Texts: Job asked, "how should man be just with God?" and Bildad asked, "How then can man be justified with God?" These verses are taken from Job 9.2 and 25.4. Usually I do not put much weight upon what Job's companions had to say but since Bildad asked essentially the same question as Job I thought it fitting to cite it too.
After writing a piece concerning The Incompatibility Of Freewill And The New Birth in which I showed that it is the heavenly birth given by the sovereign Spirit and not man's freewill that enables the saints to live differently from unregenerate people, I realized my words might be misinterpreted to think I was saying those who are born again no longer face lingering sin. For that reason I wrote a follow up piece, The Internal Warfare Faced By Christian Pilgrims, to clarify that the saints indeed still commit sins during their earthly sojourn. After writing this second article I realize a third, and hopefully, final piece should be written that deals with the matter of justification. This important doctrine was not covered at all in the first two articles, and it should not be left out of any study relating to our salvation. If a man is dead in sins before he receives the new birth, and if the same man still commits sins after he is born of God, it leaves open the question, how such a sinner can ever be counted just in God's sight. This question needs to be answered and I will try to answer it in this third article.
I begin by noting that the noun "justification" is a legal term. It simply means to declare someone to be just. Consider its application. A man is arrested and charged with a crime. He is brought into a court of law. The prosecution states what accusation he is bringing against the fellow and then he provides what evidence there is to convict him of the crime. After the prosecution has presented its case the defense attempts to dispute the charge. It then remains for the jury to deliberate whether or not the person did the crime to which he is charged. In this particular case, the jury makes a decision favorable toward the man. They say he is not guilty. This is the same as saying he is innocent, or, if you will, that he is a just man; at least as it pertains to the particular crime that brought him into the courtroom in the first place. He is set free. He is not punished. He is acquitted. He has been justified. This is the essence of justification.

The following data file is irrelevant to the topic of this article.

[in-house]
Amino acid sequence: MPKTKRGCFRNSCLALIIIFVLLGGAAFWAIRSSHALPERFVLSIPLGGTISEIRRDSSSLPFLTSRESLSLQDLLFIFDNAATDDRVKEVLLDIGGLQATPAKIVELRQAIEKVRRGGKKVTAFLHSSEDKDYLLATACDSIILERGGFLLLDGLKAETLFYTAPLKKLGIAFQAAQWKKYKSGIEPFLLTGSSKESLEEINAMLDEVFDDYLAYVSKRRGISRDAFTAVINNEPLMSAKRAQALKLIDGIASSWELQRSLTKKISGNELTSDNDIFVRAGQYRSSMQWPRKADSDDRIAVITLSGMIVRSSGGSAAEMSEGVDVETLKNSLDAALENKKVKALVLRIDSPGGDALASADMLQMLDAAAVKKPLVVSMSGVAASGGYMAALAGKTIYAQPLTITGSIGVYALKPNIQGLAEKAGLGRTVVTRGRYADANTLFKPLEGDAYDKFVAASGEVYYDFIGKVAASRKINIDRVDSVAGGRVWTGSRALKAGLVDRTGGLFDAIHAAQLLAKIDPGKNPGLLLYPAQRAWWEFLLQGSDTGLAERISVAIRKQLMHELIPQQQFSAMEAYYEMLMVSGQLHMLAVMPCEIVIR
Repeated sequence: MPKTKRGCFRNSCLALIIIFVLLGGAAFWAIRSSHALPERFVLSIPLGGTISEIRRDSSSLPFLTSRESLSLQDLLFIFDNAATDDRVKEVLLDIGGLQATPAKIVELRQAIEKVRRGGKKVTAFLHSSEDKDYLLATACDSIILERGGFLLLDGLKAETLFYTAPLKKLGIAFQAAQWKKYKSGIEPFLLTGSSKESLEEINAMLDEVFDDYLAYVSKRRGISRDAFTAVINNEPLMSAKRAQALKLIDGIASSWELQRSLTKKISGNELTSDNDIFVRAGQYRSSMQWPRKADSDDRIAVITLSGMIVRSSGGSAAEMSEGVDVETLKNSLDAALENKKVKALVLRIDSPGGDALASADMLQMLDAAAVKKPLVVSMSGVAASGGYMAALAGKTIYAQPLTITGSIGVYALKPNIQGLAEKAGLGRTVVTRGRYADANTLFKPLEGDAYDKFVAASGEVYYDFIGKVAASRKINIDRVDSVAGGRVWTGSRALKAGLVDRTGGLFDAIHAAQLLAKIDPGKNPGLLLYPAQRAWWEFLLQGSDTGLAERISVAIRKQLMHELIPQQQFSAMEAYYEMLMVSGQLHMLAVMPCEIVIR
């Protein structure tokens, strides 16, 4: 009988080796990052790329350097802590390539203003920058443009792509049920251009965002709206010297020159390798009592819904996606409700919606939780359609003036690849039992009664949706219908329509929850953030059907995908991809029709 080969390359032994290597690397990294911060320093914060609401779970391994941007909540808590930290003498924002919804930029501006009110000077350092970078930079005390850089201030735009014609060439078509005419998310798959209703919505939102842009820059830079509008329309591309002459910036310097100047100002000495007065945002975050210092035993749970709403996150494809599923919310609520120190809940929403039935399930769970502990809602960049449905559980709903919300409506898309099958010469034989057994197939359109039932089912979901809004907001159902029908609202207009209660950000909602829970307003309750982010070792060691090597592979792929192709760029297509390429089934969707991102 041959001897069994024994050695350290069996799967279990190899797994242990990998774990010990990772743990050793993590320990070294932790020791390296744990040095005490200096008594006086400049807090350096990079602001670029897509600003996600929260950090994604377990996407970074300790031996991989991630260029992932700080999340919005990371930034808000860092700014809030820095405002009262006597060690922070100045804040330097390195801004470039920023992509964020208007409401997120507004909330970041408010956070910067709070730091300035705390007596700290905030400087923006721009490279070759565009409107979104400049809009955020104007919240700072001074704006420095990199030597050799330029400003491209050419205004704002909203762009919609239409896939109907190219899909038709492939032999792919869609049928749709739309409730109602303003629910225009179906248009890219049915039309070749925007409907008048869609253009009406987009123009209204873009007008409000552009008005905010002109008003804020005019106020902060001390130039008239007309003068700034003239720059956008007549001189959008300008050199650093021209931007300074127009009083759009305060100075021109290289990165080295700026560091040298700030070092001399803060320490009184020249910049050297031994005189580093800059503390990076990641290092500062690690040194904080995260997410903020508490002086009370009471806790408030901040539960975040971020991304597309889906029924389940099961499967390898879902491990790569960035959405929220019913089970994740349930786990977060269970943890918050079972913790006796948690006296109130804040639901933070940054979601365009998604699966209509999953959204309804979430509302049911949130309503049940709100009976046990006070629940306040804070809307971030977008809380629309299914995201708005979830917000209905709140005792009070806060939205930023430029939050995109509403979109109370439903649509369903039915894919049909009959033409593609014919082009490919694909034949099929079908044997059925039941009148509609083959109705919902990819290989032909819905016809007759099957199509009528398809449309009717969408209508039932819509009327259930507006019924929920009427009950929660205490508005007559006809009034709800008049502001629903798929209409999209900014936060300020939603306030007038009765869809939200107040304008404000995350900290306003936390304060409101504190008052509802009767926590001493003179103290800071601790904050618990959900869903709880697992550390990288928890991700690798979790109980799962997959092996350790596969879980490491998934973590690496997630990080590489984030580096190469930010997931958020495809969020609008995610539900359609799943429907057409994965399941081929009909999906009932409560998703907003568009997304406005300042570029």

This is all fair and well, but how can justification ever be applied to man in a theological sense? Both Job and Bildad asked a very good question. Consider how overwhelming the task must be. First, mark the fact that their questions focus upon how they can be declared just "with God." We can understand how a person might be just in the sight of his fellow man. We have already looked at an example of justification in the courtroom. Some teachers may grade their classes on the curve so that if the class is generally made up of mediocre students the standards may be set low enough for some to receive high grades but when it is the holy God before whom we stand it becomes an entirely different matter. Paul pointed out that "if Abraham were justified by works, he hath whereof to glory;" then he adds, "but not before God" (Romans 4.1). In other words, Abraham could boast about living a holier life than his fellow man, but he could not boast about how he lived in comparison to God. One of the seraphims that Isaiah saw in his vision praised God, "Holy, holy, holy, is the LORD of hosts," and in the face of what he saw he could only cry out: "Woe is me! For I am undone; because I am a man of unclean lips, and I dwell in the midst of a people of unclean lips: for mine eyes have seen the King, the LORD of hosts" (Isaiah 6.3, 5). The vision's presentation of God's holiness brought him to a sense of his own utter uncleanness. When considering himself before God grading on the curve simply did not apply.